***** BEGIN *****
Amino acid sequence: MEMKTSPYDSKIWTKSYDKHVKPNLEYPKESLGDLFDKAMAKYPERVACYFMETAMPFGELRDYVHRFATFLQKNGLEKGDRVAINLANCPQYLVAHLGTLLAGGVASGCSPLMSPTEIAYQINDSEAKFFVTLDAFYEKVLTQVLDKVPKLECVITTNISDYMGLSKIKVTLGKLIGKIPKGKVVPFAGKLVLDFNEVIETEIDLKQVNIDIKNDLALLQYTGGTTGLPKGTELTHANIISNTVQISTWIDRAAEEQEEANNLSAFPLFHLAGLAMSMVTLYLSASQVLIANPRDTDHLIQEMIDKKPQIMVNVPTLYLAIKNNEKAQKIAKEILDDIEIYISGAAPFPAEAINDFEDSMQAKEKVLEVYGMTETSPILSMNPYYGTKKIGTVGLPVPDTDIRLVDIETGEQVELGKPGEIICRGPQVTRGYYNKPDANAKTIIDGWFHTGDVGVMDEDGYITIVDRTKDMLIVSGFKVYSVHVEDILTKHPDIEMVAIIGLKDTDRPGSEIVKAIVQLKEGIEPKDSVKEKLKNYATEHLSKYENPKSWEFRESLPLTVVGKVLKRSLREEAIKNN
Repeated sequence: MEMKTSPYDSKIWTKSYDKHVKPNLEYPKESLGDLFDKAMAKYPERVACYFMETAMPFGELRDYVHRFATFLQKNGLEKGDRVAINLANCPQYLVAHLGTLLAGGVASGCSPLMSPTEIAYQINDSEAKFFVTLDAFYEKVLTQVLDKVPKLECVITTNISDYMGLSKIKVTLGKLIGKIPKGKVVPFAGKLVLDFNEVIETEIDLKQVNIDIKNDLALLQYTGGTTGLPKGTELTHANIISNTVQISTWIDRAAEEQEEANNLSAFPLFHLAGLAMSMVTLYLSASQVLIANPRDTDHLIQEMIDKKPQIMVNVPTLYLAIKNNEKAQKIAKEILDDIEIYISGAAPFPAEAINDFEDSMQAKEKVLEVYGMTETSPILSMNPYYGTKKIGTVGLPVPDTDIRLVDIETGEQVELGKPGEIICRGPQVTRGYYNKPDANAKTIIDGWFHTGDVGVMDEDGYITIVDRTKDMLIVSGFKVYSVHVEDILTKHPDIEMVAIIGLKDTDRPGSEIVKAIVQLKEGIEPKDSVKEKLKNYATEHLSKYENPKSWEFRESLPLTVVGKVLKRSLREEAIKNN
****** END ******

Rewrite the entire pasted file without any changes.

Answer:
Amino acid sequence: MEMKTSPYDSKIWTKSYDKHVKPNLEYPKESLGDLFDKAMAKYPERVACYFMETAMPFGELRDYVHRFATFLQKNGLEKGDRVAINLANCPQYLVAHLGTLLAGGVASGCSPLMSPTEIAYQINDSEAKFFVTLDAFYEKVLTQVLDKVPKLECVITTNISDYMGLSKIKVTLGKLIGKIPKGKVVPFAGKLVLDFNEVIETEIDLKQVNIDIKNDLALLQYTGGTTGLPKGTELTHANIISNTVQISTWIDRAAEEQEEANNLSAFPLFHLAGLAMSMVTLYLSASQVLIANPRDTDHLIQEMIDKKPQIMVNVPTLYLAIKNNEKAQKIAKEILDDIEIYISGAAPFPAEAINDFEDSMQAKEKVLEVYGMTETSPILSMNPYYGTKKIGTVGLPVPDTDIRLVDIETGEQVELGKPGEIICRGPQVTRGYYNKPDANAKTIIDGWFHTGDVGVMDEDGYITIVDRTKDMLIVSGFKVYSVHVEDILTKHPDIEMVAIIGLKDTDRPGSEIVKAIVQLKEGIEPKDSVKEKLKNYATEHLSKYENPKSWEFRESLPLTVVGKVLKRSLREEAIKNN
Repeated sequence: MEMKTSPYDSKIWTKSYDKHVKPNLEYPKESLGDLFDKAMAKYPERVACYFMETAMPFGELRDYVHRFATFLQKNGLEKGDRVAINLANCPQYLVAHLGTLLAGGVASGCSPLMSPTEIAYQINDSEAKFFVTLDAFYEKVLTQVLDKVPKLECVITTNISDYMGLSKIKVTLGKLIGKIPKGKVVPFAGKLVLDFNEVIETEIDLKQVNIDIKNDLALLQYTGGTTGLPKGTELTHANIISNTVQISTWIDRAAEEQEEANNLSAFPLFHLAGLAMSMVTLYLSASQVLIANPRDTDHLIQEMIDKKPQIMVNVPTLYLAIKNNEKAQKIAKEILDDIEIYISGAAPFPAEAINDFEDSMQAKEKVLEVYGMTETSPILSMNPYYGTKKIGTVGLPVPDTDIRLVDIETGEQVELGKPGEIICRGPQVTRGYYNKPDANAKTIIDGWFHTGDVGVMDEDGYITIVDRTKDMLIVSGFKVYSVHVEDILTKHPDIEMVAIIGLKDTDRPGSEIVKAIVQLKEGIEPKDSVKEKLKNYATEHLSKYENPKSWEFRESLPLTVVGKVLKRSLREEAIKNN